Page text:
This fast-paced and ever-changing lifestyle had set me up with a constant state of numb and then to suddenly feel so intensely, was overwhelming, to say the least. It didn’t take long to conclude that I belonged nowhere and I hadn’t formed a stable identity. The shift from places within India, to my move to South Africa, and then Australia counting Perth and Melbourne, left little description of ‘home’ for me. There had been no place I had a connection to or formed a bond with. No childhood friends or memories with people that I still knew to this day. No place to call my own, no place that could call me theirs’.

The more I let this settle in, the more distressing it got. I started to compare myself to others, my friends who got excited as the semester ended to go back ‘home’, be in their elements and see their friends and family who they’d known all their lives I started to envy people who’d also recently just moved Melbourne but would tell me about how things were back ‘home’ and how they missed the comfort of that. It made me jealous how other students in my tutes would introduce themselves, saying that they’d lived here all their lives and knew all about the place. It led me down a period where I had pondered and become so frustrated with my self- diagnosed identity of ‘lost and confused’ that it turned into anger and frustration.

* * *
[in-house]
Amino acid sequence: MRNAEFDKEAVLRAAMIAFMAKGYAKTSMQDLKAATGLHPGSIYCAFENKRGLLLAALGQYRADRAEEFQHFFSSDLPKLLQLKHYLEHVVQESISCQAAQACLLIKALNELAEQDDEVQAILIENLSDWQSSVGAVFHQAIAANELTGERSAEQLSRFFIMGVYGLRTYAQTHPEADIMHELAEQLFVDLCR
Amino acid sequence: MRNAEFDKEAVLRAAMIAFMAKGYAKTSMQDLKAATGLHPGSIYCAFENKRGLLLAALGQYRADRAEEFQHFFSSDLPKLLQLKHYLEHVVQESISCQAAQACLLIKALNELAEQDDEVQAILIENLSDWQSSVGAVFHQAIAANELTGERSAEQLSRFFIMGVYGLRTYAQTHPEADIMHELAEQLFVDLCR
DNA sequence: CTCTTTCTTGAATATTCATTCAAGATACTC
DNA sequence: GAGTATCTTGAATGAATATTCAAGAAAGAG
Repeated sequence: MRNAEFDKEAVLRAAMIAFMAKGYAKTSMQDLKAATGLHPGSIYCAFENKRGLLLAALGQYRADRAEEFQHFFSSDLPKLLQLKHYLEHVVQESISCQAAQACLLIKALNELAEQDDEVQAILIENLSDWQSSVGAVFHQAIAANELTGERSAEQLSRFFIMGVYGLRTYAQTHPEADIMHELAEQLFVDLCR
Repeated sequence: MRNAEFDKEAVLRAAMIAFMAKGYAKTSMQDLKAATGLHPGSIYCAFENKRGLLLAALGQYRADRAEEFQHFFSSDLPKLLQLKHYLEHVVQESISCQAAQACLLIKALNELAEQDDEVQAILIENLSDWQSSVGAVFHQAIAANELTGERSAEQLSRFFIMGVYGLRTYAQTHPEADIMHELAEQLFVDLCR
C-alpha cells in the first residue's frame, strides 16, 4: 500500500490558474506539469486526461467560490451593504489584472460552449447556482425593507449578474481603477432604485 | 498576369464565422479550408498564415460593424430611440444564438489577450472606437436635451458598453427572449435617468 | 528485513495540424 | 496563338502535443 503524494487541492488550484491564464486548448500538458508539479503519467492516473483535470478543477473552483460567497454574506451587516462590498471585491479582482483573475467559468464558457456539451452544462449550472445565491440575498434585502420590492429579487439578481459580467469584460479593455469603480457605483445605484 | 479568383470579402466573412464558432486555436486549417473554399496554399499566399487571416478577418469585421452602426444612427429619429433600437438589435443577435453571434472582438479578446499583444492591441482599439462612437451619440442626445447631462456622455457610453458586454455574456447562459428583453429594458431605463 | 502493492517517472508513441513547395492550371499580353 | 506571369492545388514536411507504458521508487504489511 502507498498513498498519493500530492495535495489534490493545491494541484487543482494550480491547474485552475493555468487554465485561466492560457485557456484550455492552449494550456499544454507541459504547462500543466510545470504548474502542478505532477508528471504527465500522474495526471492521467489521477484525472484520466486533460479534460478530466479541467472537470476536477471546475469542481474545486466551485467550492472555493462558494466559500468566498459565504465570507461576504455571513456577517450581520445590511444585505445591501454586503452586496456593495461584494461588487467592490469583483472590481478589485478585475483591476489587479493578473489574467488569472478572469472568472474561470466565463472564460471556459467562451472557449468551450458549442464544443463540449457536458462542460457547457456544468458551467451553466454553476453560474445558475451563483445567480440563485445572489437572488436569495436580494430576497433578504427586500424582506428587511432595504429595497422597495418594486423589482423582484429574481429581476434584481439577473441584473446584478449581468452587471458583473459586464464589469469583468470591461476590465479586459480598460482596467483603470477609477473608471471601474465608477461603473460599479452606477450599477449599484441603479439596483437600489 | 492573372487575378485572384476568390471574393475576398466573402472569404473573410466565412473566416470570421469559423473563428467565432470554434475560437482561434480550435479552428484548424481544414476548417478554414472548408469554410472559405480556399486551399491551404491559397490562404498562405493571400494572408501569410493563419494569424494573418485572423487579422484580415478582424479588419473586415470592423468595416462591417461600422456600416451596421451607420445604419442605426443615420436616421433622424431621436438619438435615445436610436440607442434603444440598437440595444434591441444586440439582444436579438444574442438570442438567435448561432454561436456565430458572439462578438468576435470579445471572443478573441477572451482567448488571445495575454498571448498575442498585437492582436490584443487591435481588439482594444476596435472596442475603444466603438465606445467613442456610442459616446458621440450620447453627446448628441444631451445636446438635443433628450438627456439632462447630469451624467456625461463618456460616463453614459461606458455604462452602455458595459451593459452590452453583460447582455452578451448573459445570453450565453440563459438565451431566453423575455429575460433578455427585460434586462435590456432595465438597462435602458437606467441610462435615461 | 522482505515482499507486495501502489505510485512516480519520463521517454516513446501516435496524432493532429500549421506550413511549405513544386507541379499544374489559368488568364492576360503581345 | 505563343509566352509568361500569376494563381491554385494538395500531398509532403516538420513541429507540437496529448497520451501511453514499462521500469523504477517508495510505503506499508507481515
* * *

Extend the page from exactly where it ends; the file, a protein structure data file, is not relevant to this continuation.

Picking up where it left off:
A few weeks ago, my friend invited me and our other friend over for dinner. We ate and had a couple of drinks and we talked. I told them about what had been going on inside my head, revealing how I felt that the constant instability in my life had led me to lose my self- identity or ability to connect with a place or person or memory, stealing my chance to understand my own character. They let me explain this for a bit, me pouring out all that I felt had led me to this state and after a brief moment of silence, one of them simply said “But maybe that’s you, that’s who you are, that’s your identity.”

I let that sink it in for a second, it was the first time I had nothing to say back to or comment on, nothing to add to or argue against, nothing to say “it’s more complicated than that” to, because at that moment I realised that my character and identity had all along really just been a product of all the experiences that I initially thought were the reason to why I couldn’t form one.  

The fact that I have moved all my life and I have seen and experienced so much, the fact that I have met so many different types of people and been to so many cities and schools and been able to adapt and adjust to the continuous change, all that in itself, makes me who I am. I was so set on illustrating my experiences negatively because they differed from everyone else’s around me, that I didn’t even take a step back to realise that actually, all these adventures in my short life have contributed so heavily in making me who I am today. I don’t need to have my feet dug deep into the ground to grow, it’s not the only way to flourish or thrive.

"But who am I?" was published in Esperanto Magazine, Global Edition! 
Here are some pics, as usual.